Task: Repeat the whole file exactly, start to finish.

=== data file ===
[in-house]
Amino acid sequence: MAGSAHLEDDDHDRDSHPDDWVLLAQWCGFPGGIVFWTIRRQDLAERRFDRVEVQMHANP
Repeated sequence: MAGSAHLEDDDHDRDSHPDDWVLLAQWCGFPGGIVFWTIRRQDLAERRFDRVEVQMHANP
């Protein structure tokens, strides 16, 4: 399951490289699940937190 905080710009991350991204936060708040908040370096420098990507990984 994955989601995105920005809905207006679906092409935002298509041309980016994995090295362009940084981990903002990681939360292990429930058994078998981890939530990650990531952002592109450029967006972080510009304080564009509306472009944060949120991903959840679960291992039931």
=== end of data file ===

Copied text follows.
[in-house]
Amino acid sequence: MAGSAHLEDDDHDRDSHPDDWVLLAQWCGFPGGIVFWTIRRQDLAERRFDRVEVQMHANP
Repeated sequence: MAGSAHLEDDDHDRDSHPDDWVLLAQWCGFPGGIVFWTIRRQDLAERRFDRVEVQMHANP
């Protein structure tokens, strides 16, 4: 399951490289699940937190 905080710009991350991204936060708040908040370096420098990507990984 994955989601995105920005809905207006679906092409935002298509041309980016994995090295362009940084981990903002990681939360292990429930058994078998981890939530990650990531952002592109450029967006972080510009304080564009509306472009944060949120991903959840679960291992039931």